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6The Daily Tar HeelMonday, January 22, 1990
By MARA LEE
Crafts they're not just for camp
The image of sticky glue and a run
down arts shack is a familiar one to
many children, but crafts have become
a recognized art form in the last 10
years, according to Nili Aharoni, a local
artist who makes wall hangings.
Crafts used to be second-class citi
zens in the art world, but they aren't so
much anymore, said Aharoni, a native
of Tel Aviv, Israel. 'The borders be
tween those two (art and crafts) are
becoming more and more close."
Israel is central to Aharoni 's art, she
said. "It (Israel) is very active. It's a
pretty new state; there are always new
things happening. It's very modem,
Life in the United States is relaxed
compared to Israel's political turbu
lence, she said. "There is a lot of ten
sion there (in Israel) because of the
political situation. In my lifetime, I
have been through six wars. And you
don't see the end of those wars."
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it up: local
"The whole creative process is some
thing that comes from inside you"
Her perception of Israel has influ
enced her sense of color in particular.
"On one hand, you have the desert, and
in a very short distance you have the
mountains. Strong and bold colors
the sun is very strong."
Aharoni began her art career lOyears
ago, while living in California. "I was
in Berkeley spending a sabbatical with
my husband, and I didn't have much to
do. People told me I have an eye for
beauty, and I should do something about
it. I took interior design."
Those courses led into painting, and
w hen she returned to Israel at the end of
the year, she studied weaving.
Her wall hangings are more than just
rugs on the wall. The works are in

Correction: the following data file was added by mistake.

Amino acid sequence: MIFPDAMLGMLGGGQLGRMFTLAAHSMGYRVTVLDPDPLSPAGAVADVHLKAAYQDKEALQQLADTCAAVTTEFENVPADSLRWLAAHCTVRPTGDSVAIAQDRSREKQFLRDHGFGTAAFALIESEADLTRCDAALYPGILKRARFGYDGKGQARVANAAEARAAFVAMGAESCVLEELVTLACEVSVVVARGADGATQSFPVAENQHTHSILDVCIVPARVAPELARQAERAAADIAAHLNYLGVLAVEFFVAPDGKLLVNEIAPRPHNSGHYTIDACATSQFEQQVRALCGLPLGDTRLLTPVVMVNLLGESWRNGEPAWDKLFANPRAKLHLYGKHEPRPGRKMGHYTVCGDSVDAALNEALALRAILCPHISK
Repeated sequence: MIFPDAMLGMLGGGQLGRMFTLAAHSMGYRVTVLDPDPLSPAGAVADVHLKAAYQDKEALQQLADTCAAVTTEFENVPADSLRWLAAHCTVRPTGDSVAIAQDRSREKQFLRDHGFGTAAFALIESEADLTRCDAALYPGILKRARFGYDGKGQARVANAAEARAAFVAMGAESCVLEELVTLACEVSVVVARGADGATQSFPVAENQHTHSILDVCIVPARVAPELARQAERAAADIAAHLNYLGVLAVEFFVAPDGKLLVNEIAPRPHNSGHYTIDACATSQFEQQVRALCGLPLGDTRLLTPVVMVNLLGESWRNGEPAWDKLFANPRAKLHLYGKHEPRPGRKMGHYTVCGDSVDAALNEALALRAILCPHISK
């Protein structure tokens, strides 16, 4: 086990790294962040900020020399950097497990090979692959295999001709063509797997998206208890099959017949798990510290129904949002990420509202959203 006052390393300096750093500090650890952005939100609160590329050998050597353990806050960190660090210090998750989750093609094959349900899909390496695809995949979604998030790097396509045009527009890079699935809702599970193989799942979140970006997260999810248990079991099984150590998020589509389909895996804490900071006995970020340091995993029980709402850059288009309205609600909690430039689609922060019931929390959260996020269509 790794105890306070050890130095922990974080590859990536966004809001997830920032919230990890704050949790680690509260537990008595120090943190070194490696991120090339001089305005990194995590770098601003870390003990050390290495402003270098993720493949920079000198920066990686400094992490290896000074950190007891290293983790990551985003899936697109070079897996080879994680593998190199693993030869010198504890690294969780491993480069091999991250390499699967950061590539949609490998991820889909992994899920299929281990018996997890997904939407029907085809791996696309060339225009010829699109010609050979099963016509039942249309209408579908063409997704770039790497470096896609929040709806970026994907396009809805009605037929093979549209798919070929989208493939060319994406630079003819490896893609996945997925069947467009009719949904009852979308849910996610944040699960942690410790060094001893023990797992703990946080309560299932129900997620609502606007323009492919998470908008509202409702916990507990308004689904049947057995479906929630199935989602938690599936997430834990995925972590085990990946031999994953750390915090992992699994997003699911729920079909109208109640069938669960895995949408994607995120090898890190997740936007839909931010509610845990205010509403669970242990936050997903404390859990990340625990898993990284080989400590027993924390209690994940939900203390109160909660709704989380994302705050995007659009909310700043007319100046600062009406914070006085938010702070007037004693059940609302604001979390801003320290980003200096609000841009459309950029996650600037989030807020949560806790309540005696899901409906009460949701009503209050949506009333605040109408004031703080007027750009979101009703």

relief, almost like sculptures. "This is
what fiber is all about. What I am inter-
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artist creates colorful crafts
ested in is not just creating a surface. I
I was just interested in a surface, I
would paint. Fiber makes more state
ment when it's three-dimensional, when
The creative process is one of the
greatest challenges to artists, Aharoni
said. It takes her an average of seven
months to complete a work. "I have to
look at it (a work) a great many times
before I can give it a title."
Her ideas come from a variety of
places, she said: "the theater, the scen
ery, shows, artists, well-designed ele
But when she gets artist's block, she
doesn't push herself. "I try to do other
things technical things."
According to Aharoni, her favorite
piece is always the most recent one.
Her adfoice to aspiring artists? "It's
very, very difficult to make a living out
of it (art). Just keep doing whatever you
love, whatever you want to do. It's not
a matter of making a profit. You need to
keep doing it.
"The whole creative process is
something that comes from inside you.
It's like giving birth. The harder it is,
the more satisfaction."
The wall hangings of Nili Aharoni
will be shown through Jan. 30 at the
N.C. Crafts Gallery, 212 Main Street,
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Local artist Nili Aharoni shows
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her three-dimensional works
By LAURA WILLIAMS
Student musicians are keeping
in tune at UNC.
The applied music program at